TABLE 1
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Table 1. Barriers to innovation.

Another key problem of agro-food companies in Slovakia is related to the low level of their willingness to cooperate within the sector and to create and/or to join networks. As some empirical researches has shown, the agro-food entrepreneurs who have developed a more specialized managerial outlook usually have adopted new business models based on the network approach. According to Brinkmann et al. (2014), the network approach allows agro-food firms to overcome their size-related disadvantages while still retaining the advantages of small producer independency. Moreover, these agro-food networks, with their focus on environmental sustainability and community involvement, support the position of the individual entrepreneurs as integrated members of society. Business models based in such value systems can contribute to agro-food firms' long-term profitability.

In addition to removing barriers, it is necessary to increase the motivation (Table 2) of agro-food enterprises to innovate their production. Expanding the offer of goods and services, improving their quality, optimizing costs and possible growth of competitiveness were perceived by respondents as motivation factors at the same level (Friedman test; p < 0.01). Contrary the existing legislation, we can consider the least motivating element in the field of introducing innovations, which creates space, especially for policymakers to increase the interest of entrepreneurs in the innovative modernization of their business.

TABLE 2
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Table 2. Factors influencing the motivation to innovate.

Often, however, there is a gap between the need for change and agro-food entrepreneurs' willingness to adjust, and the insufficient capacities of innovation agencies and advisory services to effectively support changes. There are various kinds of gaps between present societal demands, the related company-level adjustments, and the capacities of innovation agencies and advisory services (Knickel et al., 2009). Slovak small and medium-sized firms have significant shortcomings in the implementation of business innovations, not only from the internal point of view but also with respect to the external environments. Apart from investing in innovation to a limited extent, they also pay insufficient attention to new trends in digitization and R&D activities. The Slovak small and medium-sized firms low level of innovativeness is also influenced by a qualitatively subdivided education system and low-value jobs, which is reflected in the lack or exit of qualified professionals. As in the case of the EU, there is considerable fragmentation in the introduction of innovations in Slovakia. Despite the adoption of several initiatives aimed at improving the innovation activity of small and medium-sized firms, it should be noted that they did not increase the innovation performance of small and medium-sized firms and the issue of innovation continues to be one of the most problematic areas of Slovak small and medium-sized firms in general.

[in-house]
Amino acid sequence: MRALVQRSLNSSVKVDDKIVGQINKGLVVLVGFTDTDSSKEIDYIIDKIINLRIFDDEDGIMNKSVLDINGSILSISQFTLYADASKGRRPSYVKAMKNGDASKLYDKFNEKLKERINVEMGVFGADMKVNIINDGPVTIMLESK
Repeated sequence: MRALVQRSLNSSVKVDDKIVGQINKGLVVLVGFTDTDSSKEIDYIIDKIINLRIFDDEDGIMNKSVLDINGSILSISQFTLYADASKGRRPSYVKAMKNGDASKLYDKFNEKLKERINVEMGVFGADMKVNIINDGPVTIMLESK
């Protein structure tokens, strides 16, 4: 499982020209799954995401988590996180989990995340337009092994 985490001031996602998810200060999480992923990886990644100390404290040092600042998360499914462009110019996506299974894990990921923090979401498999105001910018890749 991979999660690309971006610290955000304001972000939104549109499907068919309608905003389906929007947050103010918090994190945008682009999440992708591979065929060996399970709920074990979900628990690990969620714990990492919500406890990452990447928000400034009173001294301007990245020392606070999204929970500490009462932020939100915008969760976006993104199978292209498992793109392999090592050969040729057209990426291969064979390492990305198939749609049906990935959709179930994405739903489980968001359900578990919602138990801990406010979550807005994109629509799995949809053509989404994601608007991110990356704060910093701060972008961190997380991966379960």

Utilization of Financial Sources for Innovation Support

Financing innovation activities is an important challenge for many firms including agro-food companies. Each enterprise may use different financial sources and tools to fund their innovation activities reflecting individual possibilities and opportunities. While some firms can use internal sources to fund their innovation activities, many have no option but to raise funding from external sources. Several external financial sources might be considered, e.g., bank loans, venture capital, state budget resources in the form of grant or project schemes and programs, as well as funds from the Structural Funds of the European Union. The technological and market uncertainty of innovation activities makes the returns to investment highly uncertain, creating significant problems for the standard risk assessment methods.

Sources of funding innovations could be considered as a crucial factor influencing possibilities to innovate (not only) in the category of agro-food companies. Table 3 shows structural funds from the European Union as an essential part of financing innovation in the case of Slovakia supplemented by mainly own resources and funds from the state budget, while bank loans and venture capital are not so popular (Friedman test; p < 0.01). It follows from the above that Slovak agro-food entrepreneurs are not willing to use borrowed resources to finance innovation. We can assume that the financing of innovation, still in our conditions, represents a kind of bonus, for which either surplus financial resources or resources obtained from support mechanisms are used. It is understandable that due to the limitations of support from the EU Structural Funds, these are slightly less used by international companies (Kruskal-Wallis, p < 0.01). In contrast, bank loans are less used by local enterprises (Kruskal-Wallis, p = 0.02) and enterprises under 5 years of age (Kruskal-Wallis, p < 0.01), which results from the general parameters of lending by banks in Slovakia. Respondents of the national survey (Slovak Business Agency, 2020) saw similar barriers to financing innovation activities – lack of own resources (34% of respondents), and time-consuming administration of national and/or EU funds (28.5% of responded entrepreneurs). However, only a negligible proportion of these respondents (0.7%) said that they considered the reluctance of banks to lend and lack of interest to investors as a barrier for financing innovative activities. Furthermore, no barrier to fund innovation activities was recorded by 6.3% of respondents.